The leadership of the third way for Bosnia and Herzegovina requires creative thinking from each team member, and leaders whose entire intellectual strength is directed to building a country where people will be able to say: "I care and work for Bosnia and Herzegovina, because I know that it cares and works for me".

People of Bosnia and Herzegovina are going through five years of 'shrunken' time since the end of the war.

In 1996 people realised that massive killing and war was over. In 1997 ruling parties were still producing the fear of 'others' as a major driving force in society. In 1998 people were losing hope for the future and feeling helpless and resigned. This year can be treated as a year of mass disillusionment that nationalism can deliver anything but corruption of political leaders and society in general.

This is the reason why next year should be seen as a year of switching the paradigm in which social democratic forces of a multi-ethnic Bosnia and Herzegovina are leading a change in the current concept of governing the country from nationalistic to civil society premises.

In this respect, one of the key issues today is the need for reform of the election system, since the existing interim election law just maintains and stimulates further ethnic divisions. It is clear to the people that there is a will for change and it is also clear that nationalists oppose that change.

Therefore, the creation of permanent election law under the supervision of the Organisation for Security and Cooperation in Europe, OSCE, according to the principles of European civil society is a primary political issue. It determines not only how long it will take for the nationalists to leave the political scene, but also the level of success of the efforts of the international community. One recent proposal made by the OSCE, which should represent the international community's standpoint, unfortunately offers another chance for ruling nationalists. We must hope it will be changed.

In some months from now I expect that Milosevic in Yugoslavia and Tujman in Croatia will no longer be in power. General elections in less than a year from now in Bosnia and Herzegovina will mark the fall of nationalism and the rise of social democracy.

One of the major questions is what should be the role of Bosnians on one side and the role of international community on the other? Or what is the role of Bosnian social democrats and what is the role of those social democratic parties which are ready to participate in a 'local' issue such as Bosnia and Herzegovina.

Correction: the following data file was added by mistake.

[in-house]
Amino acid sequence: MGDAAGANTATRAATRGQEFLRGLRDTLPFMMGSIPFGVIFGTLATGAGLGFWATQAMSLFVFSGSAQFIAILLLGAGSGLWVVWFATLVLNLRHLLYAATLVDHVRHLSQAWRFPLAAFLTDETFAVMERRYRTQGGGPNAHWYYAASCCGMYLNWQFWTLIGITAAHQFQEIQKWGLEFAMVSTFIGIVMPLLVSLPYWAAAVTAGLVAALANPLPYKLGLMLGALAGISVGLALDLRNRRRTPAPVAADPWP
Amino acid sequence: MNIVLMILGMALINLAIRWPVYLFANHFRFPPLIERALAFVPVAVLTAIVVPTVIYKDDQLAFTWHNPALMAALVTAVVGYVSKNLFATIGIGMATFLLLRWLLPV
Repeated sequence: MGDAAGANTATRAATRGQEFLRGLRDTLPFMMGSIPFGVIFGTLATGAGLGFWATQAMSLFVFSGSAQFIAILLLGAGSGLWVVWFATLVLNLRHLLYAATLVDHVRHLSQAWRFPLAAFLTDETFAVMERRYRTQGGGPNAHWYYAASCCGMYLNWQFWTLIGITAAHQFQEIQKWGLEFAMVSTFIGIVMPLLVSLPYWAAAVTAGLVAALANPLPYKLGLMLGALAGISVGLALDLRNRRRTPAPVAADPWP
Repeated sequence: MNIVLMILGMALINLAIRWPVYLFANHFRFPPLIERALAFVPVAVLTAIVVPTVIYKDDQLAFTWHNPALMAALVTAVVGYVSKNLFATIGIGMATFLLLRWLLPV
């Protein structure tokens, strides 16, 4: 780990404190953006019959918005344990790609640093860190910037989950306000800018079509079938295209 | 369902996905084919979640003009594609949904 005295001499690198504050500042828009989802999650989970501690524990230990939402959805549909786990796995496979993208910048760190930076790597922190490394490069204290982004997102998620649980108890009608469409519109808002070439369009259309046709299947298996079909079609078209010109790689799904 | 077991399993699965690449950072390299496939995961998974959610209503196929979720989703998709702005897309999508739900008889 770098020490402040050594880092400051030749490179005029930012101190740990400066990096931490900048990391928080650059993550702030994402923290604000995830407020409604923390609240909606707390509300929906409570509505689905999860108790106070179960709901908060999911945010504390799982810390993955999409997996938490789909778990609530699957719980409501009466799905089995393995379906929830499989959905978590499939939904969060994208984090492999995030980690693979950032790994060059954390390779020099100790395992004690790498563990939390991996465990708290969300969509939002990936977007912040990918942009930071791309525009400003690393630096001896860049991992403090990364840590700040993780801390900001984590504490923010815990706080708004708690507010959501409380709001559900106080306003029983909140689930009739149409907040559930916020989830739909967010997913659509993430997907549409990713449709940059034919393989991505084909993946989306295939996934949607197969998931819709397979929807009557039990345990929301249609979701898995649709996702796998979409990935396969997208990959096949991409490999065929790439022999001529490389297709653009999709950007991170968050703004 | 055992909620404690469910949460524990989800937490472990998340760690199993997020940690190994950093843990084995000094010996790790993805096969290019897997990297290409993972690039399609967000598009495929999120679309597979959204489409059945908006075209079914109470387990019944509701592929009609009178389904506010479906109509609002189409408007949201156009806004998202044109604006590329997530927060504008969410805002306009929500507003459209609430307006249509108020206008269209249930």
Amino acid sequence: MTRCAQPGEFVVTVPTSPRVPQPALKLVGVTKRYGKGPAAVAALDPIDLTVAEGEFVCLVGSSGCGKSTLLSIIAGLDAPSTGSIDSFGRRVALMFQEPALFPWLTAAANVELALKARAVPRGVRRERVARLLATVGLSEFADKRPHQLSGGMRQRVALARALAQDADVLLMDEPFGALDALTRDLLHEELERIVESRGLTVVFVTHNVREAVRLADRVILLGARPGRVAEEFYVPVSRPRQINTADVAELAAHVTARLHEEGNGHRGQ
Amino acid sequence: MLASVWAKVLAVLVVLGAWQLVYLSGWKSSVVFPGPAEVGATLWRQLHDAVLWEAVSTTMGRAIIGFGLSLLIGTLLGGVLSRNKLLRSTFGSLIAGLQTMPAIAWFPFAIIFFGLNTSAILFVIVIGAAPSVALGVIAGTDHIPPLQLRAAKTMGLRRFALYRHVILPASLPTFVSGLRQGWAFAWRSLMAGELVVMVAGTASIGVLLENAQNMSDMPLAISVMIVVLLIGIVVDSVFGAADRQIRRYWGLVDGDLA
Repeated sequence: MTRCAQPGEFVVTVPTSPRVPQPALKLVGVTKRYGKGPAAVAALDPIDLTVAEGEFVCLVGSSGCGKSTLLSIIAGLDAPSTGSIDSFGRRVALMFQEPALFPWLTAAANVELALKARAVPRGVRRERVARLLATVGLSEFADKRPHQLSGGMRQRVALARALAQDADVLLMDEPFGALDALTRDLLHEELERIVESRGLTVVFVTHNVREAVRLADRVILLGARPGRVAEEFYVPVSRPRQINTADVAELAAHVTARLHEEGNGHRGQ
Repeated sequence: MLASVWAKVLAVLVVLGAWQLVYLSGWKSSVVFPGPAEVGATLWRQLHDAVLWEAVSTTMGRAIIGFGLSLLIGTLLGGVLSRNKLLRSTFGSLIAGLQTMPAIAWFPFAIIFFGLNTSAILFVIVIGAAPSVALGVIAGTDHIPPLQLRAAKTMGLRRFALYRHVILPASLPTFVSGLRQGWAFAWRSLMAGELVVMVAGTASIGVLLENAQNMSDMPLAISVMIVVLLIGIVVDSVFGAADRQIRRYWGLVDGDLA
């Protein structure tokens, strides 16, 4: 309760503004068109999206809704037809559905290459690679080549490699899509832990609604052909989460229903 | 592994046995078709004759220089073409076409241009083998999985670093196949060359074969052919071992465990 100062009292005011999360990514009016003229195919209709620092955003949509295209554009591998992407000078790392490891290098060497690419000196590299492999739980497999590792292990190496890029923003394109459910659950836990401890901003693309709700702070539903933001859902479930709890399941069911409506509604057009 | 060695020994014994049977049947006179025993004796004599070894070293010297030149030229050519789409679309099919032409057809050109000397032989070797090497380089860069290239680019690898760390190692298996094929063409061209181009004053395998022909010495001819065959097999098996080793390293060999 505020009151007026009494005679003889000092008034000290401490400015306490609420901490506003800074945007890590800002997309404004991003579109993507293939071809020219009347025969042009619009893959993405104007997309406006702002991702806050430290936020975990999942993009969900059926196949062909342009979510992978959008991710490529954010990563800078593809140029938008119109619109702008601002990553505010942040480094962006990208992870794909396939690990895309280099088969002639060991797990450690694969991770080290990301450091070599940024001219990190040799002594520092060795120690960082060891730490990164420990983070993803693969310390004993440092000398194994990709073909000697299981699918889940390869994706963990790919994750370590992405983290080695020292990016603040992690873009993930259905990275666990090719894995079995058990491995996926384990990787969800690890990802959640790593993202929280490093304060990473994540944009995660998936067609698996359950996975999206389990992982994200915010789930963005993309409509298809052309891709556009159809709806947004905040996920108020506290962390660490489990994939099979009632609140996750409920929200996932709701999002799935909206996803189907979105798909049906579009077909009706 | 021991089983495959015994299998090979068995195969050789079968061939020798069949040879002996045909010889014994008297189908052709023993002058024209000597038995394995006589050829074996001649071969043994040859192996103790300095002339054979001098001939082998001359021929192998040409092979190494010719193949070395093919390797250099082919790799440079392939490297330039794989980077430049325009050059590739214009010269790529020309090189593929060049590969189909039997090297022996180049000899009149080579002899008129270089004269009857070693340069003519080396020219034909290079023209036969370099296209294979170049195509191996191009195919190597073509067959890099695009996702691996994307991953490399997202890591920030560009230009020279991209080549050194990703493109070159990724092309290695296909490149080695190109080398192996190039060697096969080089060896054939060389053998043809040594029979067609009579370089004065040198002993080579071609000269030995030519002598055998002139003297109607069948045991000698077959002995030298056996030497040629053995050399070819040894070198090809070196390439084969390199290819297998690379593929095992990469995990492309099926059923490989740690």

The reason for not fully implementing the Peace Accord in four years may be found in a simple fact that the international community was leading the process and even doing things while local forces were only following the process or even hindering it.

There is no solution for the people of Bosnia until we switch the roles. Local forces have to lead the process and to do the things on the ground. The international community's role can be efficient and effective only as it supports the evolution of a local political culture capable of creating and initiating its own future.

The same thing applies to social democrats. The SDP of Bosnia and Herzegovina has to grow stronger in order to became the leading political party after general elections in 2000 and to lead its own country on a new concept of governing. Our objective is to become a real part of a united Europe, because we do not want to return to 19th century and to the rule of the idea of isolated national states.

That is a condition of peace and stability in the region, as well as in Europe as a whole. Moreover, Europe is our destiny. We cannot escape from it even if that idea has entered some minds.

Those who are interested only for their nation and for their territory, those who think only in categories of fast short-term gains, those whose political goals are based only on daily manifested political attitudes, will have no chance of influencing future directions and forms of a united Europe, nor of surviving as part of a developed and civilised world. This applies to Bosnia and Herzegovina as well as to anyone else in the modern world.

I will close with a contemporary Italian poet who offers us a theme for Bosnians as well as for the global social democratic outlook: "We are all angels with one wing. We can fly only by embracing each other."